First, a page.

(WTVO) — Starting next week, states will roll out “988” as the new National Suicide Prevention Lifeline number.
It is similar to how people can call 911 for emergencies. This has been in works for years, and it will give people in need easier access to help, according to advocates.
“Maybe had my son known that there was a number he could call and ask for help, he would have used it,” said Xavier Whitford, executive director of the Tommy Corral Memorial Foundation.
Whitford lost her son to suicide in 2014. She now runs a foundation in his name, which provides support for those facing mental health challenges, or for those affected by suicide. Whitford thinks that changing the National Suicide Prevention Lifeline number from ten to three digits is a crucial change.
“The 3 digit is going to be easier for people to remember when they are experiencing a crisis or someone they know is experiencing a crisis, to be able to call and they get connected to a crisis counselor,” Whitford said.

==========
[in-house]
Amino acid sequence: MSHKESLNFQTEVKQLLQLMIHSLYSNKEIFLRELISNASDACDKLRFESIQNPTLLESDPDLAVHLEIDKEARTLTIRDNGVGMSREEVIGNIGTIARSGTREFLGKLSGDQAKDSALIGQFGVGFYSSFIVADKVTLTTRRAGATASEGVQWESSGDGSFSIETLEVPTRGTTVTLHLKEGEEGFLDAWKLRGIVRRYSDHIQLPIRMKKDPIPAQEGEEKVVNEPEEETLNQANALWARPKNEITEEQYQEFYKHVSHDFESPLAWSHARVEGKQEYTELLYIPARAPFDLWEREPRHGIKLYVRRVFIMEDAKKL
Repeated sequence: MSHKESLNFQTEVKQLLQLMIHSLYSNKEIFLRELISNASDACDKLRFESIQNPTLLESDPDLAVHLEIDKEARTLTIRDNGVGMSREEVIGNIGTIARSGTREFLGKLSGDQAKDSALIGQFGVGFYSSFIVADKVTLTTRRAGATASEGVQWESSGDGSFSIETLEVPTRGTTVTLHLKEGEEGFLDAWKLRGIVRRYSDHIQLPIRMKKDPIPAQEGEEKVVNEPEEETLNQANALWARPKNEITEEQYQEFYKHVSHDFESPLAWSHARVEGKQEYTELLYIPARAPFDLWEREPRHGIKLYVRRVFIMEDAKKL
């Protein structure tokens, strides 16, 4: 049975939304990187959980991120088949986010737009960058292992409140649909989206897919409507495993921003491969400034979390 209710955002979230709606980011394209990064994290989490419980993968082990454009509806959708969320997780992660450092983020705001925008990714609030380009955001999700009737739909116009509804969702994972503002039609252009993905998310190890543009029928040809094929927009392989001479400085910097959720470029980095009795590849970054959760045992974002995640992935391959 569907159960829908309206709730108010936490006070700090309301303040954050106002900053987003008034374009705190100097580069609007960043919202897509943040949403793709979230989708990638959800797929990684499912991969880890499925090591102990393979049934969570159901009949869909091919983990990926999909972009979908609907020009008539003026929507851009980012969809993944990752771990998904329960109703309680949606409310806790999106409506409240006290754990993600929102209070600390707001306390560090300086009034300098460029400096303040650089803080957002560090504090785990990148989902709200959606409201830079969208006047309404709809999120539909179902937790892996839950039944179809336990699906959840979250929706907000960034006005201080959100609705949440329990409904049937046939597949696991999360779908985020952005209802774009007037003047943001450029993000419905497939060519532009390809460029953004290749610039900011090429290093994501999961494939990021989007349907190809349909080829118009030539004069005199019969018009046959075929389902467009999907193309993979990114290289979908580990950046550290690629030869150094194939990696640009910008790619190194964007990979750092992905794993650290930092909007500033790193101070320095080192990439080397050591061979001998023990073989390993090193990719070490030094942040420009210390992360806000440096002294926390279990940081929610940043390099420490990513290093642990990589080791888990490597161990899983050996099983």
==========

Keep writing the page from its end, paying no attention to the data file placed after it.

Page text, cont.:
Joanna De Leon is the owner of Rockford-based Relevé Counseling. She said that having 24/7 access to help is the biggest part.
“The texting feature is now available to people,” De Leon said. “So, in this day and age, we don’t make phone calls anymore, the younger generation really loves to text, and it makes it easier and gives you that comfort of something familiar when you’re reaching out for something that could be really hard or difficult in your life that you need help with.”
Both De Leon and Whitford agree that people should not go through anything alone.
“Statically, its proven that if you have a least one person in your life, or one person that you can reach out to, when you feeling that way, your chances of going through with those actions are cut down significantly,” Whitford said.
Whitford added that anyone in need should not hesitate for help, no matter how hard it might be.
“Also it’s about training people early on that when you’re dealing with mental health or you’re feeling suicidal, that you have to be trained almost to be able to reach out to help, because our brain tells us when we’re in that moment, or in that situation, that we’re alone, that nobody cares, that there’s nobody there to help.”
Residents can also text “988” and they will be connected with a local crisis center.